Germany - Four days of CLIL training in Thuringia

Thuringia teacher training institute - In-service course on CLIL
Feb 2012

The Thuringian state government has introduced legislation which makes it compulsory for Technical Vocational Schools and Grammar Schools in the state of Thuringia to offer some form of bilingual education (50 lessons in a school year). This applies to the current year 7 students, for when they reach year 9.

Colleagues inform me that the composition of these 50 lessons is at the discretion of the schools where there may be a 25 - 25 split between year 9 and 10, or 30 - 20.

I had a lovely stroll from my hotel to the centre

Sleepy Bad Berka    

Rest and recuperation is it's logo

We'd negotiated a collection of language and skills focused tasks    

... and it turned out to be a good idea as many of the teachers were unsure where to start

You can see lots of problems and challenges in the feedback postits below    

We looked at subject - specific terminology
If there is no bilingual teacher, two teachers (one English, the other Subject) are expected to collaborate and the English teacher delivers the content lesson in English with the subject teacher's support.
Another aspect of this project is that the law insists that the bilingual teaching take place in year 9 and 10, but that the students return to German in year 11 and 12.
Maths isn't allowed to be taught through English as a foreign language, not is any examined subject.
(NB - if any of the above is inaccurate, let me know and it will be changed asap!)

I try my best to learn names (thanks for your help!)

Anka Fehling of Thillm gets us started    

The technical school teachers was a large group and very diverse

    I presented ideas about organizing subject-specific vocabulary into 'unit maps' like this one with all the core vocabulary and with common academic language embedded within the tree.

We discussed 'scaffolding' listening and watching and so colleagues looked at animation, like this one on secondary economic activity from, and then considered how to produce frames and tasks based on the animation.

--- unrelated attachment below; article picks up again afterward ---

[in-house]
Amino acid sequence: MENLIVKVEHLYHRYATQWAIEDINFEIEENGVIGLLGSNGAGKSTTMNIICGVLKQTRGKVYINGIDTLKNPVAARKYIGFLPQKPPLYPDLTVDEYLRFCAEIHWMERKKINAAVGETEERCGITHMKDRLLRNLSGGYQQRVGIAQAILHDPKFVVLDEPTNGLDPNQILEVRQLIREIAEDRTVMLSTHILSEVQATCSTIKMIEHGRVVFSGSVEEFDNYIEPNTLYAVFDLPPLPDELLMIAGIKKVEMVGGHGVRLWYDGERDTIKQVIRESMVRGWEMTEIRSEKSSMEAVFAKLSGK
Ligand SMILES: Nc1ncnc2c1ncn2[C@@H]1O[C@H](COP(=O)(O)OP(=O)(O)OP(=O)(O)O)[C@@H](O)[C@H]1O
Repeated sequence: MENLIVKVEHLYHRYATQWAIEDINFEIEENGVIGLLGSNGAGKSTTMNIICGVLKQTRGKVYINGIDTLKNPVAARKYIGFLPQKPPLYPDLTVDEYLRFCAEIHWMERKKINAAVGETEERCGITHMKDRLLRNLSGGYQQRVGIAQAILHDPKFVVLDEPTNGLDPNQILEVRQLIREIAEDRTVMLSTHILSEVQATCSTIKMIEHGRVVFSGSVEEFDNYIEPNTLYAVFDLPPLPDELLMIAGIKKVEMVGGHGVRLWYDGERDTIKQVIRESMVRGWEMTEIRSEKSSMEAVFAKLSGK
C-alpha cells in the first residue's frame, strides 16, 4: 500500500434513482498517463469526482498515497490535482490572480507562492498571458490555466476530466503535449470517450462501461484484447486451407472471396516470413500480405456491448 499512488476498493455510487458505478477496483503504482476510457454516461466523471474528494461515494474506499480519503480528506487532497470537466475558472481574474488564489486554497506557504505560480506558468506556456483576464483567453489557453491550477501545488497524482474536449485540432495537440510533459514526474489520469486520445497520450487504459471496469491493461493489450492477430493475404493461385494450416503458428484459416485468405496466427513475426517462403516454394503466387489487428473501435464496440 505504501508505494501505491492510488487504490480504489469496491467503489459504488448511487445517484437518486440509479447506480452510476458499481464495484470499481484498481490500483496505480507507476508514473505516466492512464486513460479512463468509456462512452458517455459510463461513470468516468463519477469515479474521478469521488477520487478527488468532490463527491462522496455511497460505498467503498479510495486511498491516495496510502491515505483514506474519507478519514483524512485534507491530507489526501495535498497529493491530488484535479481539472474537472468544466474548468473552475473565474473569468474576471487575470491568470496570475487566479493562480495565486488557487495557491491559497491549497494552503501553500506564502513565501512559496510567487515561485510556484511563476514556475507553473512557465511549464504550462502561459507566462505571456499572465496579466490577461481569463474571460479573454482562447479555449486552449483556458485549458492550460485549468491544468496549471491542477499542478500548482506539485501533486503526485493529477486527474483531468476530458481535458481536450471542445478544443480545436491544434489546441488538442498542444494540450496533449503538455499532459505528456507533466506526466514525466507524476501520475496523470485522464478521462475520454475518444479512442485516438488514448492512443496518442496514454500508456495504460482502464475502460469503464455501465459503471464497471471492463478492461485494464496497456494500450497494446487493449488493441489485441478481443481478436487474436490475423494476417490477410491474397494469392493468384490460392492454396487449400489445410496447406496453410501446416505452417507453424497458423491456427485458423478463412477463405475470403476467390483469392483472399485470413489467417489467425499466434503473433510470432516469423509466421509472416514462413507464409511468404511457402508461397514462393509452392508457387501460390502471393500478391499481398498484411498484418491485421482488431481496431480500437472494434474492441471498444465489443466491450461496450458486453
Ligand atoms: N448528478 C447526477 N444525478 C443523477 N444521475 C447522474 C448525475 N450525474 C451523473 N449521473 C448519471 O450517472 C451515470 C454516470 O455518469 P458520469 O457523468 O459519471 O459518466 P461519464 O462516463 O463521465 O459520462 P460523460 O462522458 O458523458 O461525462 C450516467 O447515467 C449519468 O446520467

I summarised reading task types moving from word level through to reading outside the classroom and reading for research.
Technical Vocational School Teachers from around Thuringia

    We also looked at cross-curricular academic language, what it is, how to find it, and what to do with it. I used a lot of examples from the Your CLIL section of onestopenglish. My message was 'use the lists as examples, give two or three for your students to base their output on'.

... and we produced substitution tables like this to support writing ...    

     I always refer to this wonderful website for producing concept maps - Cmap (incidentally, if you register you get access to the thousands of maps on the site, and you can play around with embedding multiple languages into your maps.)

... in supporting students giving presentations in class, we looked at how to make handouts where the cross-curricular language is embedded within slideshow templates.    

    and the teachers got up, walked around and talked to each other and then we discussed creating information searches for their own subject areas. There is a nice planets info search on the onestopenglish site.

There were a lot of challenges...

and a lot of pluses

    The second group was a group of bilingual grammar school teachers.

Different perspective


    Their problems and challenges were very similar to those from the technical school teachers' group.

In short, they feel that their is little support to the bilingual project in Thuringia, they don't have books, they don't have language, nor do their students, the government isn't investing in on-going training and where there is only one teacher in a school who can do it, they are expected to get on and do it.
Quite a challenging situation. I was told that the current year 7 students will be expected to go bilingual in year 9. So, we wait and see what happens in 2013-2014 in Thuringia!